Working for Sunday

15 Jan

st joseph the workerA friend recently asked me, “Isn’t human work the result of the fall? How should Catholics view the subject of work?” Here’s how I responded:

In the beginning, God fashioned man in His image and likeness and called him to “cultivate and care for” (Gen. 1:15) the land that was given him. Therefore, work was part of human life before the fall, and thus it is not in itself a punishment or curse. Since the fall, work has become burdensome (see Gen. 3:17-19), but it has also been redeemed by Christ.

The life and preaching of Christ is instructive. For example, we know that He spent most of His years tending to the carpentry trade that St. Joseph taught Him. Once His public ministry began, He described His mission as involving work: “My Father is working still, and I am working” (Jn. 5:17), and He often likened His disciples to laborers for His harvest (e.g., Mt. 9:37-38).

He taught us to be diligent in our work, but also not to be enslaved by it. We must not let work or other worldly concerns consume us with anxiety, but rather we must see our work as a way of honoring the Father.

Work is a duty. As the Compendium of the Social Doctrine of the Church (no. 264) teaches: “No Christian, in light of the fact that he belongs to a united and fraternal community, should feel that he has the right not to work and to live at the expense of others (cf. 2 Thes 3:6-12).” Work enables us to participate in the ongoing work of creation as collaborators with God. In doing so, we become who we were created to be, we honor God through our use of the gifts and talents He gave us, we provide support for ourselves and our family, and we help build up the human community.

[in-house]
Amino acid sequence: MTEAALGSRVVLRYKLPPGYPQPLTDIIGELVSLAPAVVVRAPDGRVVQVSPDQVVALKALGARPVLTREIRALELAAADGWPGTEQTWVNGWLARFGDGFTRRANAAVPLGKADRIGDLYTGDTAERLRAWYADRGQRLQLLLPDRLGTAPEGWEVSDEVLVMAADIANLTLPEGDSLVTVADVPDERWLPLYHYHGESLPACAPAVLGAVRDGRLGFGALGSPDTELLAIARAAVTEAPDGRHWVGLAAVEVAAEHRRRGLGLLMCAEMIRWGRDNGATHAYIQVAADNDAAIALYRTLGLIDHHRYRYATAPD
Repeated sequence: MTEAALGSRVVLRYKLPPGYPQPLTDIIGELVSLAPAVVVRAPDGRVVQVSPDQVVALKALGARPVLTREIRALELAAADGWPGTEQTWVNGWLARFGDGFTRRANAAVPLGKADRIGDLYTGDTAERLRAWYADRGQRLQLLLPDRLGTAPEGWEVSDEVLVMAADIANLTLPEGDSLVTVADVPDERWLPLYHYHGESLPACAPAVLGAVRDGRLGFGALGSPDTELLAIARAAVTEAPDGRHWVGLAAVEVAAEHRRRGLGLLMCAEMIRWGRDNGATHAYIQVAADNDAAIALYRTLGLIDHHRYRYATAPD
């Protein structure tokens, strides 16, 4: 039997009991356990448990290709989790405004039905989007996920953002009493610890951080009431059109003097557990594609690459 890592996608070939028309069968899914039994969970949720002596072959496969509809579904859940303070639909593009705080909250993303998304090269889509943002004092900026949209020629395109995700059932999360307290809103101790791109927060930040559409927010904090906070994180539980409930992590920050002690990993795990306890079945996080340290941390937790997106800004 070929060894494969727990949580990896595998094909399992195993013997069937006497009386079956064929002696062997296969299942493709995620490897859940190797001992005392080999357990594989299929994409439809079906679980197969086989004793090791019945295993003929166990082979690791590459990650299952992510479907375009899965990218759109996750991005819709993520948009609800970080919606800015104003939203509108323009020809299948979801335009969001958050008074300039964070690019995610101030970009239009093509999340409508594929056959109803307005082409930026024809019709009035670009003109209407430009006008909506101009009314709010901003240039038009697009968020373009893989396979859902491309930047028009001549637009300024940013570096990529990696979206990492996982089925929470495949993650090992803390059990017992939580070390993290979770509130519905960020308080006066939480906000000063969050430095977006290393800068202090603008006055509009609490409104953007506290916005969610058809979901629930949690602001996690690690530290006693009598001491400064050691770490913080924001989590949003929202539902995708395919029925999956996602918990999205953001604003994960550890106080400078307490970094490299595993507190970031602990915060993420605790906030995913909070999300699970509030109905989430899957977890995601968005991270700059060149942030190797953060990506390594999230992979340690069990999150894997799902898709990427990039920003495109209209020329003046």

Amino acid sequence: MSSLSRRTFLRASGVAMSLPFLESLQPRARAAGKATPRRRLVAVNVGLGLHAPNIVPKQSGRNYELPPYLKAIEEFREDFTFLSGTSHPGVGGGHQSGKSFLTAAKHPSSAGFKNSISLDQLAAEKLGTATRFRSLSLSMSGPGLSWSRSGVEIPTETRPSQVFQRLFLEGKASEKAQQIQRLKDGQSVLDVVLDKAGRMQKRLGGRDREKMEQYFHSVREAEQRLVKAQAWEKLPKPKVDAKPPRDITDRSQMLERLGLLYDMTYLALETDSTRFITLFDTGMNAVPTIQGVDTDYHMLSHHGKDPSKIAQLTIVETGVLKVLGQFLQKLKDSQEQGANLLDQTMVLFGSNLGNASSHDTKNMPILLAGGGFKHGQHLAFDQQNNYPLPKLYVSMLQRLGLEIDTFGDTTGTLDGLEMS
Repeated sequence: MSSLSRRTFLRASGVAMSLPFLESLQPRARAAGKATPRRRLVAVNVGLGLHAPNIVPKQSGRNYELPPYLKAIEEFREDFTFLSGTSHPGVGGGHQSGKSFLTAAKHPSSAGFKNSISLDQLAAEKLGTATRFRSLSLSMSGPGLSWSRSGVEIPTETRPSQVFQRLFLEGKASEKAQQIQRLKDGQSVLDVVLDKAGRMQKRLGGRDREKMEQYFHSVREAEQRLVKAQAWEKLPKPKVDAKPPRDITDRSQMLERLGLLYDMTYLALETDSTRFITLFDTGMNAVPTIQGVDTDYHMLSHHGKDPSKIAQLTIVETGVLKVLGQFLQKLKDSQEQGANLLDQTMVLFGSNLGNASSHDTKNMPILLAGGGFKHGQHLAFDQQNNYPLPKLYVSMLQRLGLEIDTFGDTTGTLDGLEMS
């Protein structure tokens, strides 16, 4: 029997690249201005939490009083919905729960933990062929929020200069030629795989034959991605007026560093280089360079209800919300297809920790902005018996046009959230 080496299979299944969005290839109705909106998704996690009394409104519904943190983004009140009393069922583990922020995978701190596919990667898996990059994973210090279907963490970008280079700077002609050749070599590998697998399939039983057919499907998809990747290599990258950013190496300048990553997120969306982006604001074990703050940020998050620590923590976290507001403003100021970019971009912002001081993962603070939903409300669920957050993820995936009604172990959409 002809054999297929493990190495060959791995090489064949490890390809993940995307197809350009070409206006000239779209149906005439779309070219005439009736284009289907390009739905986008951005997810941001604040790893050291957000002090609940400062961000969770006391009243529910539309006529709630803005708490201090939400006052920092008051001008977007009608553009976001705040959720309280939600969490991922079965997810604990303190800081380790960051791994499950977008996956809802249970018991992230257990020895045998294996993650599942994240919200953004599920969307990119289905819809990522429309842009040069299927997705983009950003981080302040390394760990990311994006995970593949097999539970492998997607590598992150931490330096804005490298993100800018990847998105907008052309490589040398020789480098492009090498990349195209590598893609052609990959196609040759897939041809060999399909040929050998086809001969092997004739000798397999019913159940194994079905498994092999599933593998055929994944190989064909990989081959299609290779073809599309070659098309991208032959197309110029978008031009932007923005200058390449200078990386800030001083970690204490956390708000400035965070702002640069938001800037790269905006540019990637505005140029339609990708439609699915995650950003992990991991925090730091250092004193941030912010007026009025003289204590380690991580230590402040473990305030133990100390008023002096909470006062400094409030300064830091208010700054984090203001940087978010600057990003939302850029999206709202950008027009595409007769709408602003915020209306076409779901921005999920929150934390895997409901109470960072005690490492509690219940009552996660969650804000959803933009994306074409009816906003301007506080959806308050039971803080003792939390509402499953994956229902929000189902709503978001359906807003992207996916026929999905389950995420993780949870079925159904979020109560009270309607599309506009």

Work also enables us to participate in the ongoing work of redemption (cf. Col. 1:24). Work is a means of joyfully carrying our daily cross (Lk. 9:23) and being leaven to the world, both for our own sanctification and for the salvation of souls (see Catechism, no. 2427).

Because work is a God-given duty, it’s also a fundamental right. Its dignity is not based on what is done or made, but because it is done by man for the good of man. For that reason, the Church champions the rights of workers, including access to work without unjust discrimination of any kind, just wages, the ability to organize in unions and even, when it can’t be avoided and when necessary to obtain a proportionate benefit, strike (see Catechism, nos. 2433-36).

Lastly, the most important aspect of work is rest! The Sabbath rest was an integral part of God’s creation of the world (cf. Gen. 2:2-3). Time away from work to worship God was what Moses tried to obtain from Pharaoh for the Israelite slaves in Egypt (see Ex. 5:1-3). And the observance of the Lord’s Day is an essential aspect of the Christian life in every generation.

On Sundays and other Holy Days of Obligation, believers must refrain from “engaging in work or activities that hinder the worship owed to God, the joy proper to the Lord’s Day, the performance of the works of mercy, and the appropriate relaxation of mind and body” (Catechism, no. 2185; see generally, Compendium of the Social Doctrine of the Church, nos. 258, 284-86).

Jesus stressed that the Sabbath was made for man, not man for the Sabbath (Mk. 2:27). Therefore, the worship and rest that characterize our Sunday celebration correspond to the deepest needs and yearnings of the human heart.

For further reading, check out Laborem Exercens, Pope John Paul II’s 1981 encyclical on human work.

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